McDONALD v Secretary of State for SCOTLAND

JurisdictionScotland
CourtCourt of Session (Inner House - Second Division)
Judgment Date17 December 1993
Date17 December 1993
Docket NumberNo 26

SECOND DIVISION

No 26
McDONALD
and
SECRETARY OF STATE FOR SCOTLAND

InterdictCrownCrown immunityCompetencyWhether competent to interdict CrownWhether "civil proceedings"Crown Proceedings Act 1947 (10 & 11 Geo. VI, cap. 44), sec. 211

Words and phrasesStatutory interpretation"Civil proceedings"Crown Proceedings Act 1947 (10 & 11 Geo. VI, cap. 44), sec. 21

Section 21 of the Crown Proceedings Act 1947 enacts that in civil proceedings against the Crown the court shall not grant an injunction. Section 43 enacts that in the application of the Act to Scotland "injunction" means "interdict".

A serving prisoner brought an action of reparation for damages against the Secretary of State for Scotland in the sheriff court, averring that he had been subjected to over 3,000 illegal searches. He also sought interdict and interdict ad interim against the Secretary of State, or anyone on his behalf, from searching him without lawful authority, warrant or justifiable cause. The sheriff refused the interim motion on the basis that sec. 21 of the 1947 Act made it incompetent. On appeal, the sheriff principal adhered to that view. The appellant then appealed to the Court of Session.

Held (1) that the respondent was being sued in a representative capacity and not as an individual, so that the action was one against the Crown, and as the pursuer had chosen to bring an ordinary action in the sheriff court for interdict and damages that was clearly a civil proceeding which was covered by sec. 21 of the 1947 Act; and accordingly, (2) that the interdict sought was incompetent; and appealrefused.

Re M. [1993] 3 W.L.R. 433 distinguished.

Opinion that there would be difficulties in arguing that an application under the judicial review procedure of the Court of Session did not constitute civil proceedings.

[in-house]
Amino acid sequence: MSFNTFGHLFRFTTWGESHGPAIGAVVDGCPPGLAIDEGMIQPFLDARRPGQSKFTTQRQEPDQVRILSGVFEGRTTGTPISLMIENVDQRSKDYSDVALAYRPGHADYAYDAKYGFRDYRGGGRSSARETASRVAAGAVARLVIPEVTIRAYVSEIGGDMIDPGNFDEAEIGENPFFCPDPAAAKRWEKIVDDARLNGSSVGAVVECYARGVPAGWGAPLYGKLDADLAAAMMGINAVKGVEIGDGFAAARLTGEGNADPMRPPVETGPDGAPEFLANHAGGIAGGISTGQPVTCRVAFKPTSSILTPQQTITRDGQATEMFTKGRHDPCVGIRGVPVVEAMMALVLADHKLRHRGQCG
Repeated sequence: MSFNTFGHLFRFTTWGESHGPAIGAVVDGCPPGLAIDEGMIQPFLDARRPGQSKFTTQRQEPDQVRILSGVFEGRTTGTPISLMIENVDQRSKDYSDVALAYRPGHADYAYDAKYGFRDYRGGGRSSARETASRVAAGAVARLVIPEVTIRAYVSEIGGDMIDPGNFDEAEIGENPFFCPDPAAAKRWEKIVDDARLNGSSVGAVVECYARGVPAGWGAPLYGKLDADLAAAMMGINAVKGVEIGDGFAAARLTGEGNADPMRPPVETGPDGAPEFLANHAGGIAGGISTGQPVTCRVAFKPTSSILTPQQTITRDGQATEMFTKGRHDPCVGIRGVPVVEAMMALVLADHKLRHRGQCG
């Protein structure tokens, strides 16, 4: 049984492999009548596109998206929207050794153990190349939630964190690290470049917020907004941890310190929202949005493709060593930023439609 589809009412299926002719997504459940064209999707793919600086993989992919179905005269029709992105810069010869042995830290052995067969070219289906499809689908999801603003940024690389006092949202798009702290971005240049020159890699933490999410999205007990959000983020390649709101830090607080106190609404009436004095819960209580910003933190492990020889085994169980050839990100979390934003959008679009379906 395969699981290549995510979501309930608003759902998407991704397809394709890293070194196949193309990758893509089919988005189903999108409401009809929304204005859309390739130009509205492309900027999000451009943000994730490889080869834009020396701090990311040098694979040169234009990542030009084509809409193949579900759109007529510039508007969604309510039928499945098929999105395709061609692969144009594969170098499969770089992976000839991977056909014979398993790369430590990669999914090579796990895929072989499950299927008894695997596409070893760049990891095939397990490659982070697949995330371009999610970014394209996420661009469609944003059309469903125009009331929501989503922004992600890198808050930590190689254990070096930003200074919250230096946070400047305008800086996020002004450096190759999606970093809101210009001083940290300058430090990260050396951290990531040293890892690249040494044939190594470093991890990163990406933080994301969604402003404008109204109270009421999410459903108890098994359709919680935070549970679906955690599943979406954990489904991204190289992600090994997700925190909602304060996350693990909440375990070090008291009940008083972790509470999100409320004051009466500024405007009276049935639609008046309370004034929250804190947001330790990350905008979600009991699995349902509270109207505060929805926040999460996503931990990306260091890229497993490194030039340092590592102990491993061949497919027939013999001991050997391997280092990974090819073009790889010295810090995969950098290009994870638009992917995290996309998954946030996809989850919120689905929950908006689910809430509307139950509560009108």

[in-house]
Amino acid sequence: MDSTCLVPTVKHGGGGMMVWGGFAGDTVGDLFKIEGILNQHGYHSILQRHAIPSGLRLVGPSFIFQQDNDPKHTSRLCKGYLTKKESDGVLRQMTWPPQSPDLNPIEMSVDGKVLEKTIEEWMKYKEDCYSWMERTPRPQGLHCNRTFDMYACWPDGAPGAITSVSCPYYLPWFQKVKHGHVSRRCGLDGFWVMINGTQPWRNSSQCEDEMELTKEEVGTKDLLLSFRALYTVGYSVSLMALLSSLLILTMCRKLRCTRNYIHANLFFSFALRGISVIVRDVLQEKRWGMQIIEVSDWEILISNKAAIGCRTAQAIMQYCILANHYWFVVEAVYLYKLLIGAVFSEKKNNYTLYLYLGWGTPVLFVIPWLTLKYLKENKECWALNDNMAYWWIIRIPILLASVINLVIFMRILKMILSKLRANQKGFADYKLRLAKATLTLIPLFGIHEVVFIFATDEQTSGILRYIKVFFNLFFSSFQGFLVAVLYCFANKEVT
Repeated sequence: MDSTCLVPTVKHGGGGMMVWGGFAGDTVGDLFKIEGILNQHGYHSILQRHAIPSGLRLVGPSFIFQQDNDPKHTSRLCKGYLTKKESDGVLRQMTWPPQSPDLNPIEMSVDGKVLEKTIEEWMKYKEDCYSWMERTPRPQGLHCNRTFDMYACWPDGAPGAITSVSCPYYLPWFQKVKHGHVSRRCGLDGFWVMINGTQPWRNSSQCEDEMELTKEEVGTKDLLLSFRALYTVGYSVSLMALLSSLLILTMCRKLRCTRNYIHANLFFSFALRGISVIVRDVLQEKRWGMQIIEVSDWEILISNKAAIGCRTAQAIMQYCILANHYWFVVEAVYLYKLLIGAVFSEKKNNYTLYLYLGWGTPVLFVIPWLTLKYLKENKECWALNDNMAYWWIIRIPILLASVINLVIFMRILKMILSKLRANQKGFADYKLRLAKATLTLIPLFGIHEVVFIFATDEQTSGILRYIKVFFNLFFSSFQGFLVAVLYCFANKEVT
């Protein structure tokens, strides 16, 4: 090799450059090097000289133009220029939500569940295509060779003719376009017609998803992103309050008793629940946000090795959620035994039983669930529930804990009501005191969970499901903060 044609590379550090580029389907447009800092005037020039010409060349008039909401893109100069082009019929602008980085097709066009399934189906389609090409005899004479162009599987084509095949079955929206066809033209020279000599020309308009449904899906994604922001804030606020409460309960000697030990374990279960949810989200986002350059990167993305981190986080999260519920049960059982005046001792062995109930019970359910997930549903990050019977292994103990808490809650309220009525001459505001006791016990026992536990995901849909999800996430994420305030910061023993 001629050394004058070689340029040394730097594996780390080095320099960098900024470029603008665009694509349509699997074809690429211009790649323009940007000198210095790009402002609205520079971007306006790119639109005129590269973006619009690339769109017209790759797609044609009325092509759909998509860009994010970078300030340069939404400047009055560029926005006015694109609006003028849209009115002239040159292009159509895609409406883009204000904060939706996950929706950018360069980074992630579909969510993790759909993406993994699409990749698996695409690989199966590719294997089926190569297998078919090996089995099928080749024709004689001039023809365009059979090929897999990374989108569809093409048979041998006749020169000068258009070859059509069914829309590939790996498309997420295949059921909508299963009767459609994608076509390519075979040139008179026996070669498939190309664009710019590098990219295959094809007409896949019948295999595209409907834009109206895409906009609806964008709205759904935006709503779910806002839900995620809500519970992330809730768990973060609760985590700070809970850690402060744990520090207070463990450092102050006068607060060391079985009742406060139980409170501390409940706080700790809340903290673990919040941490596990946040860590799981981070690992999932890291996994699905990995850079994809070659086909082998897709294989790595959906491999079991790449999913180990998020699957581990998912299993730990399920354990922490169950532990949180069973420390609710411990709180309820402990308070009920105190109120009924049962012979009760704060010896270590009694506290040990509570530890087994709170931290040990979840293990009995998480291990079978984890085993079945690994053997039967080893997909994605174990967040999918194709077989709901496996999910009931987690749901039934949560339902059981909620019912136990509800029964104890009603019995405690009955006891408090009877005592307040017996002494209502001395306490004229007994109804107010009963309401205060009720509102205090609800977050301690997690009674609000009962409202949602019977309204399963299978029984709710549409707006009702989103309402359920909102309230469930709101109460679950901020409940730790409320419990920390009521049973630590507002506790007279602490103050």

Observed that one effect of the 1947 Act was to deprive litigants in Scotland of the right which they had at common law to obtain interdict and interim interdict against the Crown.

Observations on the differences in English and Scots law relative to proceedings against the Crown.

James McFarlane McDonald, prisoner in H.M. Prison, Glenochil, brought an action of reparation for damages in the sheriffdom of Tayside, Central and Fife at Stirling against the Rt. Hon. Ian Lang, the Secretary of State for Scotland. He also craved interdict and interdictad interim against the defender from searching the pursuer without lawful authority, warrant or justifiable cause.

The motion for interim interdict called before the sheriff who refused it on the basis that it was incompetent in light of the provisions of sec. 21 of the Crown Proceedings Act 1947.

The pursuer appealed to the sheriff principal, who adhered to the interlocutor of the sheriff and opined that, in any event, he would not have been disposed to grant the interim motion as the balance of convenience fell in favour of the defender.

The pursuer then appealed to the Inner House of the Court of Session.

The cause called before the Second Division, comprising the Lord Justice-Clerk (Ross), Lord Morison and Lord Sutherland, for a hearing.

At advising, on 17th December 1993